With O’Connell’s help, Visual AIDS in 1989 organized the first annual Day Without Art in which dozens of galleries and museums in New York and other cities covered art works with black cloths to symbolize the mourning of those who died of AIDS. Among those participating were the Brooklyn Museum, the J. Paul Getty Museum in Los Angeles, and the Metropolitan Museum of Art in New York, which replaced a Picasso painting with a “somber informational placard,” according to the New York Times.

In 1990 O’Connell helped Visual AIDS organize the first Night Without Light, which was held at the time of World AIDS Day. New York City’s skyscraper buildings, bridges, monuments, and Broadway theaters turned off their lights for 15 minutes to commemorate people who lost their lives to AIDS, the New York Times reported.

In the kickoff of its Red Ribbon Project in 1991, McConnell helped organize volunteers to join “ribbon bees” in which thousands of the ribbons were cut and folded for distribution around the city, the Times reports. Those who knew McConnell said he also arranged for his team of volunteers to call Broadway theaters and producers of the upcoming Tony Awards television broadcast to have participants and theater goers display the red ribbons on their clothes.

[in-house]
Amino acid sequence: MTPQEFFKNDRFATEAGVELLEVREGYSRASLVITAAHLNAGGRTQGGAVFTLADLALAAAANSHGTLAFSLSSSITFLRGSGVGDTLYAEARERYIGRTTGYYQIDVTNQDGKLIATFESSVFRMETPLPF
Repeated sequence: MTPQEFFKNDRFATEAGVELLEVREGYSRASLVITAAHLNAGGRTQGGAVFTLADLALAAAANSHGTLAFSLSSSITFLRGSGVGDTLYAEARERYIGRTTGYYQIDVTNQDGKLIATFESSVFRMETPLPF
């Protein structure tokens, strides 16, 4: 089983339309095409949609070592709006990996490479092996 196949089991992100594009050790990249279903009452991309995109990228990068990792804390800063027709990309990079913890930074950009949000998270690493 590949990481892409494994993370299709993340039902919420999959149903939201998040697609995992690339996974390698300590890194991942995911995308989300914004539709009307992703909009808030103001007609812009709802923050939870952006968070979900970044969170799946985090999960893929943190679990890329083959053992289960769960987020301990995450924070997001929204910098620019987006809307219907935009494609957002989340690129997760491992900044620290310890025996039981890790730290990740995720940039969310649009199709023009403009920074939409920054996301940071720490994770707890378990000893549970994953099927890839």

Among those displaying a red ribbon on his label at the Tony Awards broadcast was actor Jeremy Irons, who was one of the hosts. In later years, large numbers of celebrities followed the practice of wearing the red ribbon, and in 1993 the U.S. Postal Service issued a red ribbon stamp.

The Times reports that O’Connell was born and raised in Manhattan, where he attended Fordham Preparatory School and later graduated from Trinity College in Hartford, Conn., in 1973 with a bachelor’s degree in history. According to Visual AIDS, O’Connell served as director of the Hallwalls arts center in Buffalo, N.Y. from 1977 to 1978 before returning to New York City to work for a gallery called Artists Space.

The Times reports that O’Connell learned in the middle 1980s that he had contracted AIDS and began a regimen of early AIDS treatment with a cocktail of over 30 pills a day. His involvement with Visual AIDS, which began in 1989, ended on an active basis in 1995 when his health worsened, the Times reports.

As one of the last remaining survivors of his New York contemporaries who had HIV beginning in the 1980s, O’Connell continued in his strong support for AIDS-related causes through 2000s and beyond, people who knew him said.
Visual AIDS says it is gathering remembrances and photos for a tribute post for O’Connell on its website. It has invited people to share their memories of him by sending written contributions and images via email to: [email protected].